QASymphony asks: "Can 300 beta sites be wrong?"
QASymphony today announced it has dug up more than 300 beta sites for its early release of a forthcoming cloud-based QA and software testing management platform called qTest. The beta sites come from Europe, the U.S., and Asia.
Going to the cloud for testing tools is a growing trend, with IDC listing such attractions as the pay-as-you-go, monthly subscription model, non-intrusive updates, less IT staff to worry about, and faster software delivery to end users.
The testing management tool is aimed at small to growing Agile teams that want a better way to collaborate and manage requirements, design test cases, plan test execution, track defects, and generate quality-metrics reports. The qTest platform includes tools for importing test assets from other test management solutions or Excel.
“Core to the application is the belief that testers should spend more of their valuable time finding defects, and less of their time creating documentation and reporting on those defects,” says its CEO, Vu Lam, who was recently profiled in the Sunday New York Times.
“The application can scale to satisfy larger, more sophisticated testing teams looking to add more structure and analytics to their processes.”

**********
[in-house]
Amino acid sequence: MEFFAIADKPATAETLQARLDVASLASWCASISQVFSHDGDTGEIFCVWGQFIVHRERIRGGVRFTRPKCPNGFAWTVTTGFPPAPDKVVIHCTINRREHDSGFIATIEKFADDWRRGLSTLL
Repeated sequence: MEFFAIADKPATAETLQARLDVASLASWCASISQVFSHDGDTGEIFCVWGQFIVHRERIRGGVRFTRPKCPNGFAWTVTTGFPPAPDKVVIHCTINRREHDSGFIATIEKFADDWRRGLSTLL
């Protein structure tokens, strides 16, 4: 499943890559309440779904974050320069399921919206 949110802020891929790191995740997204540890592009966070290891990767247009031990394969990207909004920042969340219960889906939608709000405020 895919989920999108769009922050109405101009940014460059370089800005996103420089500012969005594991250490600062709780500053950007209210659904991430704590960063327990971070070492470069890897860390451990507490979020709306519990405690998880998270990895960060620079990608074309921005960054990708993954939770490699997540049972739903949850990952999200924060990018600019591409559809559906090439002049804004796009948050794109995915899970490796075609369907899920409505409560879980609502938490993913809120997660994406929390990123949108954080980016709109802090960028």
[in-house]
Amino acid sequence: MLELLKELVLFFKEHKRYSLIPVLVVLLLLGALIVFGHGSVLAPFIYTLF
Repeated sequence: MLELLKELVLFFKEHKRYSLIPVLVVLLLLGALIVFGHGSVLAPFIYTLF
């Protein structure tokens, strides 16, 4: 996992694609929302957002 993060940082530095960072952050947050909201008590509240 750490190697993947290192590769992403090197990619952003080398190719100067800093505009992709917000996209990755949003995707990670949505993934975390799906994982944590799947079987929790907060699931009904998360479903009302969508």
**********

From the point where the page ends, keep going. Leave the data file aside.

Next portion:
Users can focus on simplifying a number of tasks such as testing administration, project set-up, and test case importing, freeing them up to spend more time doing what they like best, which is to dig out defects.
Offered is integration with VersionOne, Fogbugz, Jira, and Bugzilla defect trackers. qTest also ties in with the company’s qTrace screenshot capture and defect capture tool, which can submit bug reports directly into the management platform.
We should see the GA version of qTest come out late February or early March.
Launched in June 2011, QASymphony was founded by the same team that founded KMS Technology, an offshore software development house with 300 employees in Ho Chi Minh City, Vietnam, and Atlanta, Georgia.